Additional reporting by Katie Honan
More than a year after City Hall attempted to cancel Donald Trump by revoking contracts in the wake of the Jan. 6 Capitol insurrection, his family business still runs a high-end golf course in a Bronx public park and is readying to open it for the spring season.
While Manhattan State Supreme Court Judge Debra James weighs Trump Ferry Point’s lawsuit claiming that it has a right to stay at the 18-hole links near the Whitestone Bridge — and that it’s entitled to a $30 million cancellation fee if removed — the company is readying for business as usual.
On Monday morning, a person who answered the number for The Waterfront, Trump Ferry Point’s restaurant, said that it is scheduled to reopen on March 11, and the golf course a week later.
A Trump Ferry Point manager who spoke with THE CITY later offered a slightly different message: “Everything’s going to reopen at the same time,” he said, without identifying himself, adding that he “can’t comment” on when that would be.
Judge James still has not made a decision in the case since hearing arguments in November from Trump’s lawyer’s and the city’s, leaving a new Atlanta-based operator, Bobby Jones Links, in limbo ahead of its anticipated April 1 opening.
A city lawyer wrote the judge on Feb. 17, asking for an update, but has received no response and no ruling. If the court decides against Trump, he wrote, “the new approved Licensee will need to access the Golf Course and facilities soon to ensure a successful reopening of the Golf Course for the Spring golf season.”
Whitney Crouse, a founding partner at Bobby Jones Links, told THE CITY in an email over the weekend that the company had “not heard from the court, but standby to start whenever the City is ready.”
He added: “Yes, the season starts to ramp up in a few weeks. However, whenever the court/City green lights Bobby Jones Links, we can make the transition and have been prepared to do so since November 15” — the start date of the contract and the day after Trump was supposed to vacate.
Among the to-do tasks outlined in its agreement with the Parks Department: “Remove ‘Trump Links’ signage and replace landscape area.”
A Law Department spokesperson confirmed on Friday that it had not received a response from the judge to the Feb. 17 letter. “We are expecting a ruling from the court soon,” the spokesperson added. Mayor Eric Adams has not weighed in on the golf course dispute initiated by his predecessor.
The Trump Organization’s golf case before the city isn’t the only bit of unfinished business with New York officials.
Last week, a Manhattan Supreme Court judge ruled that State Attorney General Letitia James can question two of Trump’s adult children, Ivanka and Donald Jr., under oath as part of its ongoing investigation into the former president’s business dealings.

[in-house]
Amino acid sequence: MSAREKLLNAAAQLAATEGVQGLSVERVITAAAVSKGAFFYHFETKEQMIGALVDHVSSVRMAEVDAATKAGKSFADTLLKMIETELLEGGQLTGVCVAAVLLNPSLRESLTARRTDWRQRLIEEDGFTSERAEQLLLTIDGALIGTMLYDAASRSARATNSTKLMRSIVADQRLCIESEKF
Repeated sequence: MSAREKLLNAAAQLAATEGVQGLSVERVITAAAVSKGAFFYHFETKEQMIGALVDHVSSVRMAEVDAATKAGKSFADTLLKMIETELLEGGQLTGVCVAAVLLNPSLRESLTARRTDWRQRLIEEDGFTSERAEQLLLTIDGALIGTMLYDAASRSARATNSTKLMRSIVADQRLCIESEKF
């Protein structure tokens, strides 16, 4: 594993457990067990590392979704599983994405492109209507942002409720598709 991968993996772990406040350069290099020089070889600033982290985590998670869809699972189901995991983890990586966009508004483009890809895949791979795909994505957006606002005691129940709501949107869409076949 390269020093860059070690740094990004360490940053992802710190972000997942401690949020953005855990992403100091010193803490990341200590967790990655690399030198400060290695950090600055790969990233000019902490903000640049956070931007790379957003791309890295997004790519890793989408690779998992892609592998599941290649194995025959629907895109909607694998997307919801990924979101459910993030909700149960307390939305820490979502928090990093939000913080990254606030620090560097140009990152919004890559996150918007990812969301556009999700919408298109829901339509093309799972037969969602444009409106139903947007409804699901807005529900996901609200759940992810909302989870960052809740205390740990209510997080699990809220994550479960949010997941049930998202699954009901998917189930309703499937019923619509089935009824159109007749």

And an investigation by the Manhattan District Attorney’s office is ongoing, though in limbo after DA Alvin Bragg opted not to continue bringing evidence to a grand jury, prompting two prosecutors to resign.
Meanwhile, the House Select Committee to Investigate the January 6 Attack on the United States Capitol is continuing an investigation and subpoenaing witnesses, most recently issuing a subpoena to Kimberly Guilfoyle, who helped organize the rally at which Trump spoke.
Ferry Point Links was one of several Trump Organization city deals former Mayor Bill de Blasio declared the Department of Parks and Recreation would revoke last year, in response to Trump encouraging the Jan. 6 insurrectionists who stormed the U.S. Capitol in an attempt to halt the election of President Joe Biden.
Two Central Park ice rinks and a carousel whose contracts had already been set to expire anyway have since switched to new operators. That left the Ferry Point Links contract, scheduled to run through 2035.
Last Feb. 10, then Parks Commissioner Mitchell Silver informed Trump and his organization that their license to run the Ferry Point Links would be terminated in 10 days because “the Trump brand is now synonymous with an insurrection against the federal government” — repelling golf tournaments Trump was supposed to lure to the Bronx course.
Ken Caruso, an attorney for the Trump Organization, told THE CITY in September that the contract cancellation was “a mere pretext that Mayor de Blasio used as a cover for his political retaliation.”
“The city has no right to award the license to another operator,” he said. “The Trump Organization’s long-term license for this property is legally binding, enforceable, and remains in full force and effect.”
THE CITY broke news last September of the Parks Department’s unusual choice of a concessionaire to replace Trump: a homeless shelter operator under scrutiny for steering subcontracts to for-profit subsidiaries. That company, CORE Services Group, promptly withdrew from the pending deal.
That left Core Services’ partner, Bobby Jones Links, to take over the remainder of the 13 years left in Trump’s contract.
In her Nov. 4 injunction, James sided with the Trump Organization, finding that Trump Ferry Point LLC had shown it is likely to prevail on the merits of its case.